“Aapke pehloo main aakar ro diye…”

As already mentioned, Madan Mohan’s music is the soul of the film. But what has not been mentioned is the score that runs throughout the whole movie- the background music. At the beginning, the music storms out at you in the gripping sequences and stays with you until the end. It gives the feeling of a mind unravelling and leading you down the circular stairs… entrancing you and leaving you with a dizzy feeling. Watch out for the use of a classic song, “Woh Bhooli Daastaan Lo Phir Yaad Aagayi” that blares out from the LP player and beautifully ends the theme tune of “Mera Saaya”. The song is from the 1961 film, “Sanjog” (also composed by Mohan).

Raj Khosla created “Mera Saaya” as the second part of a trilogy with Sadhana. The first film was “Woh Kaun Thi” and the third one was “Anita”. There is no link between the films in terms of characters. Each part of the trilogy has its own separate story. Khosla was an expert at building suspense and this film is a chief example of that. As Geeta or Raina has a private meeting with Thakur in a room to prove to him that she is his wife, the camera views them from the outside. There is a long tracking shot along the window and it does not stop until Thakur storms out of the room exclaiming, “Impossible!”. The fact that we are kept out of their mysterious conversation adds even more anxiety thus leaving us engrossed in what happens next. At another point, the camera is angled from Geeta/Raina’s side while Thakur interrogates. Here, we get to see his ugly outburst from her point of view and understand completely when the woman cracks up and loses her mental stability.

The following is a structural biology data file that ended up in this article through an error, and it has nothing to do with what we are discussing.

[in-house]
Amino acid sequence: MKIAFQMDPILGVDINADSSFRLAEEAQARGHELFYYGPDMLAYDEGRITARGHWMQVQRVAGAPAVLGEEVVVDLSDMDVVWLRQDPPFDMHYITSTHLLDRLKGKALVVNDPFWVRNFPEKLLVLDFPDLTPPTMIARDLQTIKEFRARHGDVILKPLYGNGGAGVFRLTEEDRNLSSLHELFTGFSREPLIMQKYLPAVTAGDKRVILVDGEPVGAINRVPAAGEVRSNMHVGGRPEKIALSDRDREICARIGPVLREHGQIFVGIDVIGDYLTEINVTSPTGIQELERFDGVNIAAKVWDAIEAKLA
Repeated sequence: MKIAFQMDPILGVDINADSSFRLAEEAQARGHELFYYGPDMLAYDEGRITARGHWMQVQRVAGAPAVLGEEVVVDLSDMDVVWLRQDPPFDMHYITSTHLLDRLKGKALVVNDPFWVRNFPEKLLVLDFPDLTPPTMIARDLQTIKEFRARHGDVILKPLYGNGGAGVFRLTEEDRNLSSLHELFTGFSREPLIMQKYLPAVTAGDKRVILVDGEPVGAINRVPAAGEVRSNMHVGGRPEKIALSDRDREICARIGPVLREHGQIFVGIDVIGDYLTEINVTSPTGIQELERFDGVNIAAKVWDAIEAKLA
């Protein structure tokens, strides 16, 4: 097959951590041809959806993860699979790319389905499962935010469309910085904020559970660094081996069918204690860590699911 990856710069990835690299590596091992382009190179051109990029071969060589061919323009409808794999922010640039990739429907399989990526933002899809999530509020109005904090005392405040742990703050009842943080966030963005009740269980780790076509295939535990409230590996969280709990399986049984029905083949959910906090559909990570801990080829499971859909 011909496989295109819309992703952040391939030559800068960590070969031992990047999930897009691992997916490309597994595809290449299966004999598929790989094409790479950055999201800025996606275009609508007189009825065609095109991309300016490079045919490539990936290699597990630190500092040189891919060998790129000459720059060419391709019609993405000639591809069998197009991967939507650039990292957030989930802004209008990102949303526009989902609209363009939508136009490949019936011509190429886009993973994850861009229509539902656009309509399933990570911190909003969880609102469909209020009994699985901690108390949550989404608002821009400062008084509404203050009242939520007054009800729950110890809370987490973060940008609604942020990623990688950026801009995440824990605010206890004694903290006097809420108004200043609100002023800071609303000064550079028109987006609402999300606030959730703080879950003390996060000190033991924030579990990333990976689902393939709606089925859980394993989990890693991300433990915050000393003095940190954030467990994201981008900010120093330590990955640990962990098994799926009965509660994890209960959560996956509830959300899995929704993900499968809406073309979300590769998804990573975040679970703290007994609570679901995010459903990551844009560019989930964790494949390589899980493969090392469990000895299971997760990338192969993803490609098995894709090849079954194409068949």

Nainon main badra chhaye, Bijli si chamki haye..."